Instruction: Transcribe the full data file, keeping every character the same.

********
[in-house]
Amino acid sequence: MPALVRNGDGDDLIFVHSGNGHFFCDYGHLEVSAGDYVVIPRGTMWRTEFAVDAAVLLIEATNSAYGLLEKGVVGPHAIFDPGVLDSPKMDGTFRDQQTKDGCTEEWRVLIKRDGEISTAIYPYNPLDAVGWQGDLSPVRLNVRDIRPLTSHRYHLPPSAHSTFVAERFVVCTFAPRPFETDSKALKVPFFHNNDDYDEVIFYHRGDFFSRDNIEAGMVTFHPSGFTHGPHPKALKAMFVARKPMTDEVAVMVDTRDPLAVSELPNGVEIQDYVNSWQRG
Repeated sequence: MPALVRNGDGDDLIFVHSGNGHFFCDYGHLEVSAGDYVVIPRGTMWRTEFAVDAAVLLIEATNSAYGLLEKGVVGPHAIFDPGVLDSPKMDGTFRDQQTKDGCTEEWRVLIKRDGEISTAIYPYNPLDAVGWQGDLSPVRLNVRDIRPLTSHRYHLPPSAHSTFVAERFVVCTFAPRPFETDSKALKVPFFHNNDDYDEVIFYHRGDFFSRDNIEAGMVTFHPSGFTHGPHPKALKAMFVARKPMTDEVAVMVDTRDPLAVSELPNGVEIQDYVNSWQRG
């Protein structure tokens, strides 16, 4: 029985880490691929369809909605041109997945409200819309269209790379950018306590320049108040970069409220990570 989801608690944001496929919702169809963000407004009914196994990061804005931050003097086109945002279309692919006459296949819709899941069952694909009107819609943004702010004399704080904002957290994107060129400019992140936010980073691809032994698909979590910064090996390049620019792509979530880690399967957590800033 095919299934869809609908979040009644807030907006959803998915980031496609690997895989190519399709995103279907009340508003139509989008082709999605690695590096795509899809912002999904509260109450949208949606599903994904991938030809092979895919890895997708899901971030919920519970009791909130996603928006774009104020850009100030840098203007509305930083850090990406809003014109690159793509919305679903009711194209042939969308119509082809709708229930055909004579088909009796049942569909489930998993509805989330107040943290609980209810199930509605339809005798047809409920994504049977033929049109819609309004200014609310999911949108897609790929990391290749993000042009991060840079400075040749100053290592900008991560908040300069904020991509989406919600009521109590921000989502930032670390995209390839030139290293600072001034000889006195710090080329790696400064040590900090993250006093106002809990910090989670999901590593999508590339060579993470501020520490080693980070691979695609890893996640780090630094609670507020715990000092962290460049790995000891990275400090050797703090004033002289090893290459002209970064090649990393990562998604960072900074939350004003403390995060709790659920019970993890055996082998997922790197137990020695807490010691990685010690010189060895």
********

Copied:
[in-house]
Amino acid sequence: MPALVRNGDGDDLIFVHSGNGHFFCDYGHLEVSAGDYVVIPRGTMWRTEFAVDAAVLLIEATNSAYGLLEKGVVGPHAIFDPGVLDSPKMDGTFRDQQTKDGCTEEWRVLIKRDGEISTAIYPYNPLDAVGWQGDLSPVRLNVRDIRPLTSHRYHLPPSAHSTFVAERFVVCTFAPRPFETDSKALKVPFFHNNDDYDEVIFYHRGDFFSRDNIEAGMVTFHPSGFTHGPHPKALKAMFVARKPMTDEVAVMVDTRDPLAVSELPNGVEIQDYVNSWQRG
Repeated sequence: MPALVRNGDGDDLIFVHSGNGHFFCDYGHLEVSAGDYVVIPRGTMWRTEFAVDAAVLLIEATNSAYGLLEKGVVGPHAIFDPGVLDSPKMDGTFRDQQTKDGCTEEWRVLIKRDGEISTAIYPYNPLDAVGWQGDLSPVRLNVRDIRPLTSHRYHLPPSAHSTFVAERFVVCTFAPRPFETDSKALKVPFFHNNDDYDEVIFYHRGDFFSRDNIEAGMVTFHPSGFTHGPHPKALKAMFVARKPMTDEVAVMVDTRDPLAVSELPNGVEIQDYVNSWQRG
């Protein structure tokens, strides 16, 4: 029985880490691929369809909605041109997945409200819309269209790379950018306590320049108040970069409220990570 989801608690944001496929919702169809963000407004009914196994990061804005931050003097086109945002279309692919006459296949819709899941069952694909009107819609943004702010004399704080904002957290994107060129400019992140936010980073691809032994698909979590910064090996390049620019792509979530880690399967957590800033 095919299934869809609908979040009644807030907006959803998915980031496609690997895989190519399709995103279907009340508003139509989008082709999605690695590096795509899809912002999904509260109450949208949606599903994904991938030809092979895919890895997708899901971030919920519970009791909130996603928006774009104020850009100030840098203007509305930083850090990406809003014109690159793509919305679903009711194209042939969308119509082809709708229930055909004579088909009796049942569909489930998993509805989330107040943290609980209810199930509605339809005798047809409920994504049977033929049109819609309004200014609310999911949108897609790929990391290749993000042009991060840079400075040749100053290592900008991560908040300069904020991509989406919600009521109590921000989502930032670390995209390839030139290293600072001034000889006195710090080329790696400064040590900090993250006093106002809990910090989670999901590593999508590339060579993470501020520490080693980070691979695609890893996640780090630094609670507020715990000092962290460049790995000891990275400090050797703090004033002289090893290459002209970064090649990393990562998604960072900074939350004003403390995060709790659920019970993890055996082998997922790197137990020695807490010691990685010690010189060895």